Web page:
A documentary incorporating Brickman's footage was commissioned, resulting in “From Silence to Recognition: Confronting Discrimination in Emory's Dental School History.” A plan was developed to invite the former students, their families and their widows to come together on campus for an apology that was half a century overdue.

What had happened to them at the dental school, which closed in the early 1990s for unrelated reasons, had never been formally acknowledged. It was time.

Blue ribbons were strung along aisles to reserve seats for the special guests, who first met privately with Emory President James W. Wagner. The men, some of whom hadn't returned to Emory since the day they left, arrived with family members from all over the country. Many went on to become great successes in dentistry. Those who gave up that dream excelled as physicians, lawyers, CPAs and computer experts. One man who flunked out tried his hand at painting, wanting to prove he had the manual skills the dean said he lacked; he won art show awards.

The experience had been a guarded secret for some – a chapter in life they hid from parents, friends, future spouses and their children. One woman in attendance said she had only learned the day before that her father failed out of Emory. For other former students, their time at Emory haunted them. One of their daughters – who refused even years later to apply to Emory when she went to dental school – dubbed herself and others like her “children of survivors,” a term often linked to the Holocaust. An 18-year-old man, who is gay and faced plenty of bullying, realized he could relate to the grandfather sitting next to him in new ways.

Widows and children of deceased former students showed up for those who didn't live long enough to see this day. One man, who was young when his father died, came to hear stories no one else in his life could tell.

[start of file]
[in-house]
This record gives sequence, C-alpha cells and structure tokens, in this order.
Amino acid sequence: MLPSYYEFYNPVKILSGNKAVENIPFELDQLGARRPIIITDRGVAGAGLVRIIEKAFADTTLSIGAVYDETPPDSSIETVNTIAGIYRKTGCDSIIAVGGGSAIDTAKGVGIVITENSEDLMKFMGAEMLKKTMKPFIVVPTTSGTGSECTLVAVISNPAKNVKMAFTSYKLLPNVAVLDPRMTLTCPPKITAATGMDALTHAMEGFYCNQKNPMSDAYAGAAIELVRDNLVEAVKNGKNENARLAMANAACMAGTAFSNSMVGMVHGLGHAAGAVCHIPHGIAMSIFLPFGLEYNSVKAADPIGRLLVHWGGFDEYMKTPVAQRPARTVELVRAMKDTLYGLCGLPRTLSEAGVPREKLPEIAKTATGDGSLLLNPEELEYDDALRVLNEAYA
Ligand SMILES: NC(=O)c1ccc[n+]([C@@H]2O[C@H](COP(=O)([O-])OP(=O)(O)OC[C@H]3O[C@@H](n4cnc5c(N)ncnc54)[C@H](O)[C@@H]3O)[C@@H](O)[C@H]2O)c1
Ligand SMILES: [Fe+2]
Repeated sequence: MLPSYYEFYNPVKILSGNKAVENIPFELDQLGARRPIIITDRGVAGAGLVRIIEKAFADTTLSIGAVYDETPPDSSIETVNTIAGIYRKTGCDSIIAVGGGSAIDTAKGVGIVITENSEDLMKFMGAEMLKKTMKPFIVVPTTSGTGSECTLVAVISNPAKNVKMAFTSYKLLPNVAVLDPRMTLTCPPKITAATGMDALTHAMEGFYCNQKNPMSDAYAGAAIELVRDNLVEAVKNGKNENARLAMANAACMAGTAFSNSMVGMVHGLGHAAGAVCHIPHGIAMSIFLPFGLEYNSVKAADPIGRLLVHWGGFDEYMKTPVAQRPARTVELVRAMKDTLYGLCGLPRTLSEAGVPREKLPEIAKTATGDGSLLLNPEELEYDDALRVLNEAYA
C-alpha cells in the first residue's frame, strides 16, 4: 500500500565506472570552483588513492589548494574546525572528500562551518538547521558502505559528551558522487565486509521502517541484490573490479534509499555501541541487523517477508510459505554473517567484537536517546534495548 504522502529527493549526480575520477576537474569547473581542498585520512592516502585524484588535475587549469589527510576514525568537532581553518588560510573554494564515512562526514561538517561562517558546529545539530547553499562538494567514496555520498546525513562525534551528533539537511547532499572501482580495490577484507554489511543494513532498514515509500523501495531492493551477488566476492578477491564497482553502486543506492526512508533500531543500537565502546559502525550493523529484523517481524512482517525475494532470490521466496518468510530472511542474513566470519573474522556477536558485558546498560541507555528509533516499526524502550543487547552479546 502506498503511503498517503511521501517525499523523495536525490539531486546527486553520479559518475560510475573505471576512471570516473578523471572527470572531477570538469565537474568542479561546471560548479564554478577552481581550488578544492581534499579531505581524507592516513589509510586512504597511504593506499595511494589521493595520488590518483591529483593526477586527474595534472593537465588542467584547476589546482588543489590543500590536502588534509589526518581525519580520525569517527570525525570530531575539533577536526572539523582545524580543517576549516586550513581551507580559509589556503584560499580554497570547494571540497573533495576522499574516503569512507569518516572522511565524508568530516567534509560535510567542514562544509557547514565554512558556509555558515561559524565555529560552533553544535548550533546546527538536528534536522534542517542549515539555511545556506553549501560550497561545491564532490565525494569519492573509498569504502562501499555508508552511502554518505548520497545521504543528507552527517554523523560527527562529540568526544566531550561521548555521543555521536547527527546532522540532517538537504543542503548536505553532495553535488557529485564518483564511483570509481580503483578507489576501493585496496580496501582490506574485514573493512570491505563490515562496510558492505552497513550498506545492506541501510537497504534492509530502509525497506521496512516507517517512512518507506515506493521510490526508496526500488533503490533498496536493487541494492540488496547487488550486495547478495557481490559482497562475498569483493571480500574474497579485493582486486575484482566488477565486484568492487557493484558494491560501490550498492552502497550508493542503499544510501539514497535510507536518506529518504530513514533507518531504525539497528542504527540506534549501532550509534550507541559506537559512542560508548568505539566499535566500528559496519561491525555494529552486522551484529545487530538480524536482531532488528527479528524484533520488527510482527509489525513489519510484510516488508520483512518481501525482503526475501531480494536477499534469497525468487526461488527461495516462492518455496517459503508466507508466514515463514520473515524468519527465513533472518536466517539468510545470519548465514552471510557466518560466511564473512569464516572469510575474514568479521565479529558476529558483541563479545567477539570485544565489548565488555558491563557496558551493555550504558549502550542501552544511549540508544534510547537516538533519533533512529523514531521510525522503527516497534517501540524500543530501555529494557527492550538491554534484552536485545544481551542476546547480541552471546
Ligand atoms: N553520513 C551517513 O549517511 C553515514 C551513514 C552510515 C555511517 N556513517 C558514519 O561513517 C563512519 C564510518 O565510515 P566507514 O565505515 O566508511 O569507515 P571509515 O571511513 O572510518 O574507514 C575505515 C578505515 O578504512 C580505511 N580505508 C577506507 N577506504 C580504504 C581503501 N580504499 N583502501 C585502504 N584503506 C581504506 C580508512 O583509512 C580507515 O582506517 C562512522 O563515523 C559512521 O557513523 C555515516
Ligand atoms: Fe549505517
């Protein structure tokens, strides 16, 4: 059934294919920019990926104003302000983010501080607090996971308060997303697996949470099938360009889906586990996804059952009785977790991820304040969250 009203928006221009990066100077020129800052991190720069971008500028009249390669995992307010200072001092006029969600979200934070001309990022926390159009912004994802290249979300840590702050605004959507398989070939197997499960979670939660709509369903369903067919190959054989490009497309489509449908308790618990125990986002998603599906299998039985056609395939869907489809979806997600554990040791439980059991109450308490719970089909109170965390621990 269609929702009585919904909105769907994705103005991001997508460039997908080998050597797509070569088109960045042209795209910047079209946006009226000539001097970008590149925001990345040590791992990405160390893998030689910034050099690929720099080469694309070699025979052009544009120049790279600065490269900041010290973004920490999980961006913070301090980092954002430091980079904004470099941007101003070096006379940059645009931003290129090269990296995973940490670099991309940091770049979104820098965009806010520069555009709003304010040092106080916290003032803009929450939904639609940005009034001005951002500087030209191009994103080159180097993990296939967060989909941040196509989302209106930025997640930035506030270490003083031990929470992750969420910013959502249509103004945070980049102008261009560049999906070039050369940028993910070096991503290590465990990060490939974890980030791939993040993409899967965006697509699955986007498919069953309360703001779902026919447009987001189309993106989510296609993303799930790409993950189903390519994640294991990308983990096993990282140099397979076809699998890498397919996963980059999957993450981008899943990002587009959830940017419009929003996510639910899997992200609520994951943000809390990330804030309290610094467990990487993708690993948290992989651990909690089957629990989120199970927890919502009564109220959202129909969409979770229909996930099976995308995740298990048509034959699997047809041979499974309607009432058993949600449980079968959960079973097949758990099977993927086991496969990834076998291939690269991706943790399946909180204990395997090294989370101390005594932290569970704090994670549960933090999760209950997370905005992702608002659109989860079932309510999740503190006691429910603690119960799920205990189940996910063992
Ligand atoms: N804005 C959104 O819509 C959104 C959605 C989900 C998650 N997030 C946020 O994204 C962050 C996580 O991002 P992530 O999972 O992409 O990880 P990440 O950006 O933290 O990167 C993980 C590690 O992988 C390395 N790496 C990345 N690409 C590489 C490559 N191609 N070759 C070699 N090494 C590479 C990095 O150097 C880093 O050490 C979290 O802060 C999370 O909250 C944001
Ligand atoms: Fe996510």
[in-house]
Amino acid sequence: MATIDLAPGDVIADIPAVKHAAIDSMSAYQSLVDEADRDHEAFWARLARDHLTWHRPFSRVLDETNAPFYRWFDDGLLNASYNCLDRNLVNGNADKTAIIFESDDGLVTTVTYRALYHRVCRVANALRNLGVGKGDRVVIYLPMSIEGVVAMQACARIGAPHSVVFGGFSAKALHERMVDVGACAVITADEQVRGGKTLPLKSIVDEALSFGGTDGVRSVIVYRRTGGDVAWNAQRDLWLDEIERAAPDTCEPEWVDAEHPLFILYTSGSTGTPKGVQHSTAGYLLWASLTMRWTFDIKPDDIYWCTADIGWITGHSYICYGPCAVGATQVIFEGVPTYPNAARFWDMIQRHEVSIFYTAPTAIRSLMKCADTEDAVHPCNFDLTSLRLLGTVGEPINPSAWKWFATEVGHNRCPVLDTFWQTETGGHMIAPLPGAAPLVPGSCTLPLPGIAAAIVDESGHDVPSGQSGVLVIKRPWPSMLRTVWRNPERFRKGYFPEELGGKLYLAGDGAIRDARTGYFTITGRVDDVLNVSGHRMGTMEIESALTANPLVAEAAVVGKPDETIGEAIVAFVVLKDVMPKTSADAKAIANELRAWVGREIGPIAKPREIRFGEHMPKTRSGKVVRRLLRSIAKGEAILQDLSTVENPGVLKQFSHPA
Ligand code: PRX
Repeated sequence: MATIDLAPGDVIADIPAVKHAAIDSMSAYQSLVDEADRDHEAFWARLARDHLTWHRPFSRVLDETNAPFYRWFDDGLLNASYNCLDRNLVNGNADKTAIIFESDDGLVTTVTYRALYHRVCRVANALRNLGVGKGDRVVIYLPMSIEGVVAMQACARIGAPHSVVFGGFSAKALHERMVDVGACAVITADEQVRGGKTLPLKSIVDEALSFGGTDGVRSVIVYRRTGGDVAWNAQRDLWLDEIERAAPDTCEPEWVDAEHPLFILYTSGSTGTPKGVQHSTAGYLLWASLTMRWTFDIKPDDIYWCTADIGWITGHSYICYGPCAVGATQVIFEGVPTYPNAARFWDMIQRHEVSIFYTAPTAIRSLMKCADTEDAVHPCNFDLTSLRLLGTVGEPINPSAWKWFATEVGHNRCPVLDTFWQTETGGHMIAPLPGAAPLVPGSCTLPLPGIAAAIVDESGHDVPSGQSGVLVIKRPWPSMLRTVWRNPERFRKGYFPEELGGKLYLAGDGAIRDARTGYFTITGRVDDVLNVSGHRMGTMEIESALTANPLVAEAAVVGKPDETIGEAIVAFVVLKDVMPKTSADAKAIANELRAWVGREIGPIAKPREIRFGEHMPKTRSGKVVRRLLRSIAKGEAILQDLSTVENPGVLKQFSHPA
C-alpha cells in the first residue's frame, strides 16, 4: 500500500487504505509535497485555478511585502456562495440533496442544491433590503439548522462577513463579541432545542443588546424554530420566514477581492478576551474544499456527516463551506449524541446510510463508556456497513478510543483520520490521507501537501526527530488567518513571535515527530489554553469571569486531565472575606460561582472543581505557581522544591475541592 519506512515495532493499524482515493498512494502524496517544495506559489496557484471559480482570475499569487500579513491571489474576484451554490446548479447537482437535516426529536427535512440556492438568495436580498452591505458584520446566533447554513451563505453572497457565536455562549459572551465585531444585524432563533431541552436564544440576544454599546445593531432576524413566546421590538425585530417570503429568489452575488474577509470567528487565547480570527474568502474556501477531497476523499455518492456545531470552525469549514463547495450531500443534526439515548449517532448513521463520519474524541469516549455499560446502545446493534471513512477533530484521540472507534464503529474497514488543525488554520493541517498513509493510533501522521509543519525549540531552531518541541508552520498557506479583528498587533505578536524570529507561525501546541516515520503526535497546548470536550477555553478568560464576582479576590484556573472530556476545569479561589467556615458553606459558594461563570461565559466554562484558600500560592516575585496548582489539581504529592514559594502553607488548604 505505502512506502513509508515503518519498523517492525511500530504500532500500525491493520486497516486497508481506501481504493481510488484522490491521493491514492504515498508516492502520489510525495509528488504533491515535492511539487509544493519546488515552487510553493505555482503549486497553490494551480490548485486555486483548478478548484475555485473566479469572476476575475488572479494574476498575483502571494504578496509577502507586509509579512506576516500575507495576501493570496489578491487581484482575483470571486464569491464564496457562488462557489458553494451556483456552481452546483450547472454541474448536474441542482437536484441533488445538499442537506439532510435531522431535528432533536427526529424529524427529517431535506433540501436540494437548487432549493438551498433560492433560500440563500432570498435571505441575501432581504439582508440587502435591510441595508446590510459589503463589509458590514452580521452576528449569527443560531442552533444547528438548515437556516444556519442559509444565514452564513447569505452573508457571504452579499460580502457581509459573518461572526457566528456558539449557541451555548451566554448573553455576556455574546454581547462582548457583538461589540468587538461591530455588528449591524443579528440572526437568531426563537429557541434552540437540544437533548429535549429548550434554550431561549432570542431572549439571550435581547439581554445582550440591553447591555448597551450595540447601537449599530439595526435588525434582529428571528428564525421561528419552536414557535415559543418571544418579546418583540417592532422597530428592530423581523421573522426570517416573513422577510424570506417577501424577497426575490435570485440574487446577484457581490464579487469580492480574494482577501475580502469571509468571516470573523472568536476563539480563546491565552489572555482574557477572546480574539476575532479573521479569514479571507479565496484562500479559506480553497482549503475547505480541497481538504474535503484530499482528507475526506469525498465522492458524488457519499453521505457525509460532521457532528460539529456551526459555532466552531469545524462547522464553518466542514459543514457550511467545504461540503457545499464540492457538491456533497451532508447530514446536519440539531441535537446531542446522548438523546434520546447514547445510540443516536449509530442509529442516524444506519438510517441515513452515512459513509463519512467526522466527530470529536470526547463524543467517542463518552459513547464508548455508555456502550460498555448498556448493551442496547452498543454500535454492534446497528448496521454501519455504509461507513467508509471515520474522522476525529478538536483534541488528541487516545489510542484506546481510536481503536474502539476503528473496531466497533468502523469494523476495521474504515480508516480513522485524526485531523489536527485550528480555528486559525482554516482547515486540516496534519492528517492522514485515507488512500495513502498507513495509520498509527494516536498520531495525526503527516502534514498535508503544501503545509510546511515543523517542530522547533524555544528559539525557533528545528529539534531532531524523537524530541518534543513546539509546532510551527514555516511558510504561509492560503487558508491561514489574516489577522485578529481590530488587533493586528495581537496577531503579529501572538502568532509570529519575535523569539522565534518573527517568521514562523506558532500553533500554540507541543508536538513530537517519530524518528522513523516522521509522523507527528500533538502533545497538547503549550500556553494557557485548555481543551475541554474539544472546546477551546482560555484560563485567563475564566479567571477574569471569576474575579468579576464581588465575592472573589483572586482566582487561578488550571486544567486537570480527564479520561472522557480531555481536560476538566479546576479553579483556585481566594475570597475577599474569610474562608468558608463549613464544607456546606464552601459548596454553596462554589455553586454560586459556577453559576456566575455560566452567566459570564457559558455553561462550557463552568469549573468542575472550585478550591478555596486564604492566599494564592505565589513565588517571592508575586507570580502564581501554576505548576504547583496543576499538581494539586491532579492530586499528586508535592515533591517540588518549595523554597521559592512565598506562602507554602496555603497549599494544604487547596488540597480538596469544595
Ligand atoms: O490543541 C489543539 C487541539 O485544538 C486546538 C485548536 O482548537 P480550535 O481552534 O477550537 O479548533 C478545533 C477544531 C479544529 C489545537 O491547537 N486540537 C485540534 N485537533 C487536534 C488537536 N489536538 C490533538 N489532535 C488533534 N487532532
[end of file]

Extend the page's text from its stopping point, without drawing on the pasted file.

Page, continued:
All around them, as they took their seats, the ballroom filled. A standing-room-only crowd of hundreds came out to recognize them. Here, any shame from the past was lifted. Instead, these men were the picture of courage and worthy of respect – and that long-awaited apology.

“Institutions – universities – are as fallible as the human beings who populate them, and like individuals, universities need to remind themselves frequently of the principles they want to live by,” President Wagner said. “The discrimination against Jewish dental students undermined the academic integrity of the dental school and ultimately of Emory. … I am sorry. We are sorry.”

The night, which would end with a special dinner for this no-longer-silent fraternity, included a tribute to Brickman, who was called to the stage.

Norman Trieger traveled last week from New York to hear Emory's apology for and acknowledgement of past anti-Semitism. On Saturday, he passed away.

His wife, surrounded by family, clung to a tissue and dabbed her eyes. A daughter clutched her mother’s hand. A son looked up at his dad and beamed.

Brickman never did this for the Emory History Maker medal Wagner strung around his neck. Nor did he do this for the citation read to honor his work.

For him, this was a journey of discovery - one he took with the faces behind the numbers. With him that night were these men and their families, as well as the university he still loved.

Throughout the evening, and long after dinner ended, he saw tears, camaraderie, even laughter from some of the very men he feared were no longer capable of smiling.

All of this, he hoped, signaled what mattered most: Healing.

- CNN Writer/Producer

Filed under: Discrimination • Education • Judaism • Prejudice

soundoff (1,537 Responses)